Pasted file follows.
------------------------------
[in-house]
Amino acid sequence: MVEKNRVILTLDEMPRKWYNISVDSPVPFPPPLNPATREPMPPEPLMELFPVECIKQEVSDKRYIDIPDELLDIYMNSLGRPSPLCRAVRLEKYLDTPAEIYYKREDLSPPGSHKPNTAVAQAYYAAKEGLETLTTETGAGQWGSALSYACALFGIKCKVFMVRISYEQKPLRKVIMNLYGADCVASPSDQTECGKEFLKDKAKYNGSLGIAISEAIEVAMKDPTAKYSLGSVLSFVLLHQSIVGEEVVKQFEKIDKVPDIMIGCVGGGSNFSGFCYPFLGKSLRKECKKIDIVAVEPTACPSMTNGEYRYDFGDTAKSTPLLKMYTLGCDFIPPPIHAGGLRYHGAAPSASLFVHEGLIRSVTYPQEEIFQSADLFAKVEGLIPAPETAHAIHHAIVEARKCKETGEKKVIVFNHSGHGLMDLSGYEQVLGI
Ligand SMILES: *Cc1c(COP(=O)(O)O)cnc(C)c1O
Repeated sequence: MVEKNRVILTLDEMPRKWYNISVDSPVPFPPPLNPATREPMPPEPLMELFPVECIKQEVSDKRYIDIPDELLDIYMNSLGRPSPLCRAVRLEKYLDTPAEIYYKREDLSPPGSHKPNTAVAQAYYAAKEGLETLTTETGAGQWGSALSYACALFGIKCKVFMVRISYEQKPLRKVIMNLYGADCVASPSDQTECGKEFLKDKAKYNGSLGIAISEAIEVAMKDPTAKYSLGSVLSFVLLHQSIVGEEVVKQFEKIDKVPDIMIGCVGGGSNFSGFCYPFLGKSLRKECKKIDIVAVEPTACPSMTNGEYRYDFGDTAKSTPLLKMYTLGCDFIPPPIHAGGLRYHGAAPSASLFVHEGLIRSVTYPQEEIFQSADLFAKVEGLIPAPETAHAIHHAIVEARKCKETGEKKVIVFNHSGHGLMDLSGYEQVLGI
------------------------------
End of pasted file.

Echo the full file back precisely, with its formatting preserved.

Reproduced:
[in-house]
Amino acid sequence: MVEKNRVILTLDEMPRKWYNISVDSPVPFPPPLNPATREPMPPEPLMELFPVECIKQEVSDKRYIDIPDELLDIYMNSLGRPSPLCRAVRLEKYLDTPAEIYYKREDLSPPGSHKPNTAVAQAYYAAKEGLETLTTETGAGQWGSALSYACALFGIKCKVFMVRISYEQKPLRKVIMNLYGADCVASPSDQTECGKEFLKDKAKYNGSLGIAISEAIEVAMKDPTAKYSLGSVLSFVLLHQSIVGEEVVKQFEKIDKVPDIMIGCVGGGSNFSGFCYPFLGKSLRKECKKIDIVAVEPTACPSMTNGEYRYDFGDTAKSTPLLKMYTLGCDFIPPPIHAGGLRYHGAAPSASLFVHEGLIRSVTYPQEEIFQSADLFAKVEGLIPAPETAHAIHHAIVEARKCKETGEKKVIVFNHSGHGLMDLSGYEQVLGI
Ligand SMILES: *Cc1c(COP(=O)(O)O)cnc(C)c1O
Repeated sequence: MVEKNRVILTLDEMPRKWYNISVDSPVPFPPPLNPATREPMPPEPLMELFPVECIKQEVSDKRYIDIPDELLDIYMNSLGRPSPLCRAVRLEKYLDTPAEIYYKREDLSPPGSHKPNTAVAQAYYAAKEGLETLTTETGAGQWGSALSYACALFGIKCKVFMVRISYEQKPLRKVIMNLYGADCVASPSDQTECGKEFLKDKAKYNGSLGIAISEAIEVAMKDPTAKYSLGSVLSFVLLHQSIVGEEVVKQFEKIDKVPDIMIGCVGGGSNFSGFCYPFLGKSLRKECKKIDIVAVEPTACPSMTNGEYRYDFGDTAKSTPLLKMYTLGCDFIPPPIHAGGLRYHGAAPSASLFVHEGLIRSVTYPQEEIFQSADLFAKVEGLIPAPETAHAIHHAIVEARKCKETGEKKVIVFNHSGHGLMDLSGYEQVLGI